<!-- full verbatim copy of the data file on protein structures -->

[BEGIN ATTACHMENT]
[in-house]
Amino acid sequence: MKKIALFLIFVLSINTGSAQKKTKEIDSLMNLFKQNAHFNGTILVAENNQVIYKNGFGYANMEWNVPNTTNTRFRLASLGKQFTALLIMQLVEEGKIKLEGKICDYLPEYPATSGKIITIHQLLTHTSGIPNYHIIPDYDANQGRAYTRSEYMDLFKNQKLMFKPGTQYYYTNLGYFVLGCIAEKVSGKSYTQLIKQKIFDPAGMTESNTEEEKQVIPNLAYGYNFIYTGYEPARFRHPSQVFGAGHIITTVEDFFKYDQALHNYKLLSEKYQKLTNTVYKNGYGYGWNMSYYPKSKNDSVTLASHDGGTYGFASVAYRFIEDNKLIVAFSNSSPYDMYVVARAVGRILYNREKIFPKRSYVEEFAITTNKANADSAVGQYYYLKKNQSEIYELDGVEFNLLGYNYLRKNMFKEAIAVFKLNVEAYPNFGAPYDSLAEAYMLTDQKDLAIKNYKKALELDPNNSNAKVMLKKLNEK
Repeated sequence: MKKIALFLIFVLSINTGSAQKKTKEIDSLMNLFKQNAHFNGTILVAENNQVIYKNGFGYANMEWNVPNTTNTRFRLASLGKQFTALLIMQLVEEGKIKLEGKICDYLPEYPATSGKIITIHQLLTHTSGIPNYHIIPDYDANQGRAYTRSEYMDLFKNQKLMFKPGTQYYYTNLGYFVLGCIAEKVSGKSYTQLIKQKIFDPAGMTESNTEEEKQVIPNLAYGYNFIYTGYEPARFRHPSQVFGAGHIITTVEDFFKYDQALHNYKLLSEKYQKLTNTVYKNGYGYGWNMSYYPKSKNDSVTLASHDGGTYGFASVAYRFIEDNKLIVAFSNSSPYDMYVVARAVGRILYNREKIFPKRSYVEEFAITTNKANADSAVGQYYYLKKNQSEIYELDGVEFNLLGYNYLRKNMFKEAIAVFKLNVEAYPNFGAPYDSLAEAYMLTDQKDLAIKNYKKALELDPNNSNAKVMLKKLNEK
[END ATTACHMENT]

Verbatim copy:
[in-house]
Amino acid sequence: MKKIALFLIFVLSINTGSAQKKTKEIDSLMNLFKQNAHFNGTILVAENNQVIYKNGFGYANMEWNVPNTTNTRFRLASLGKQFTALLIMQLVEEGKIKLEGKICDYLPEYPATSGKIITIHQLLTHTSGIPNYHIIPDYDANQGRAYTRSEYMDLFKNQKLMFKPGTQYYYTNLGYFVLGCIAEKVSGKSYTQLIKQKIFDPAGMTESNTEEEKQVIPNLAYGYNFIYTGYEPARFRHPSQVFGAGHIITTVEDFFKYDQALHNYKLLSEKYQKLTNTVYKNGYGYGWNMSYYPKSKNDSVTLASHDGGTYGFASVAYRFIEDNKLIVAFSNSSPYDMYVVARAVGRILYNREKIFPKRSYVEEFAITTNKANADSAVGQYYYLKKNQSEIYELDGVEFNLLGYNYLRKNMFKEAIAVFKLNVEAYPNFGAPYDSLAEAYMLTDQKDLAIKNYKKALELDPNNSNAKVMLKKLNEK
Repeated sequence: MKKIALFLIFVLSINTGSAQKKTKEIDSLMNLFKQNAHFNGTILVAENNQVIYKNGFGYANMEWNVPNTTNTRFRLASLGKQFTALLIMQLVEEGKIKLEGKICDYLPEYPATSGKIITIHQLLTHTSGIPNYHIIPDYDANQGRAYTRSEYMDLFKNQKLMFKPGTQYYYTNLGYFVLGCIAEKVSGKSYTQLIKQKIFDPAGMTESNTEEEKQVIPNLAYGYNFIYTGYEPARFRHPSQVFGAGHIITTVEDFFKYDQALHNYKLLSEKYQKLTNTVYKNGYGYGWNMSYYPKSKNDSVTLASHDGGTYGFASVAYRFIEDNKLIVAFSNSSPYDMYVVARAVGRILYNREKIFPKRSYVEEFAITTNKANADSAVGQYYYLKKNQSEIYELDGVEFNLLGYNYLRKNMFKEAIAVFKLNVEAYPNFGAPYDSLAEAYMLTDQKDLAIKNYKKALELDPNNSNAKVMLKKLNEK